linkage gets a follow-up

Back in April, I made an annoyed post about how Wall Street types were wringing their hands over Up — not because they thought it would be a flop, but because they didn’t think it wouldn’t be an even bigger hit than everything else Pixar has ever done, and therefore investors should abandon that obviously sinking ship. Or something.

Well, it’s slightly gratifying to see a follow-up in the New York Times, featuring this line: “Dead wrong” is how Richard Greenfield of Pali Research put his related analysis in a research note. In other words, Up has done just fine, thank you, where “just fine” is defined as “raking in profits your average studio would be breaking out the champagne for.” (He’s still recommending people sell Disney stock — but that’s based on issues with broadcast TV and the theme parks.)

It doesn’t address my underlying issue, which was the idea that every movie Pixar makes has to reap a bigger harvest than the one before it, or it’s time for investors to bail. From my perspective, Greenfield wasn’t wrong because Up turned out to be a bigger earner than he forecasted; he was wrong because he acted as if the sky was going to fall if it only made a good profit rather than a spectacular one. I still find the insistence on nothing but constant growth to be unsustainable. But at least the guy has issued something of a mea culpa.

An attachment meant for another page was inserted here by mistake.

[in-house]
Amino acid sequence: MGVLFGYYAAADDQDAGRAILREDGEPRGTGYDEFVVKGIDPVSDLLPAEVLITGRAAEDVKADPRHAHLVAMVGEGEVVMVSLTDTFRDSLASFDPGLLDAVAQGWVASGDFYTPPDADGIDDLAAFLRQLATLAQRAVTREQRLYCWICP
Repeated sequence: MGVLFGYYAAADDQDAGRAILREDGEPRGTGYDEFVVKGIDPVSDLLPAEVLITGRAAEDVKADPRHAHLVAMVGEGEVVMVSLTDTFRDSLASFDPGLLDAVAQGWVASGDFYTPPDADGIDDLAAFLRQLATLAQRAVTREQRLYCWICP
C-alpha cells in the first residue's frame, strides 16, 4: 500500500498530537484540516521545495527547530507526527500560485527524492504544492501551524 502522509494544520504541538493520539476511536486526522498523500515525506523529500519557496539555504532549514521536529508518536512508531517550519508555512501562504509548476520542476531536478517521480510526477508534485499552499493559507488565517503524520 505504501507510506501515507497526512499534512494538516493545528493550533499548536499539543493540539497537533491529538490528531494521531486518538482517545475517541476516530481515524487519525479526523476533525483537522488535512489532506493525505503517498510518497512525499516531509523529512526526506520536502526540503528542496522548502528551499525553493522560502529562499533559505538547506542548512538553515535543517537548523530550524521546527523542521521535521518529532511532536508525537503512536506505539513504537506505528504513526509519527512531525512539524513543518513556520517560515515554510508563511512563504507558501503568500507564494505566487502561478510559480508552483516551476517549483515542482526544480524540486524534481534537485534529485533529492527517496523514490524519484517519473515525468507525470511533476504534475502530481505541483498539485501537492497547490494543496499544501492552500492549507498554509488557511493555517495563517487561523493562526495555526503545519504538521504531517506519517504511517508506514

0 Responses to “linkage gets a follow-up”

  1. querldox

    On the other hand, I don’t recall seeing much Up merchandise, so from a ancillary product money making perspective, it probably was a disappointment. By this, I mean that the very story of the movie didn’t lend itself well to doing such, which Pixar is clearly “eh” about but business types probably lament.

  2. akirlu

    It isn’t just Pixar, of course. And yes, the whole notion of investors divesting (and stocks tumbling) because a company made modest profits, or is simply is not as wildly over-the-top profitable as Wall Street itself predicted is a completely nutso model of investing. Madcap Las Vegas-style speculation has still too great a part in the behavior of so-called investment firms. At last, did the crash that led to the Great Depression teach us nothing? Alas.

  3. moonandserpent

    Every release in every industry is expected to do the same. It’s this philosophy that is, in large part, behind many of our recent fiscal troubles. Everyone’s market-share is supposed to grow every fiscal year… with a theoretically limited amount of capital to be moved around.

    And internal hubub is that Disney fought for UP to not get made, because Disney makes far more on licensing than it does from its films and there’s nothing to market with UP. Look at the Princess and the Frog; a movie made by Disney’s own admissions for no other reason than to introduce a black princess into their cash cow, the Princess brand.

  4. kurayami_hime

    I still find the insistence on nothing but constant growth to be unsustainable.

    And it also leads to securities fraud. Isn’t it easier to fudge the numbers to keep people happy than to watch your company crash and burn because it’s not doing as well as those people think it should be?

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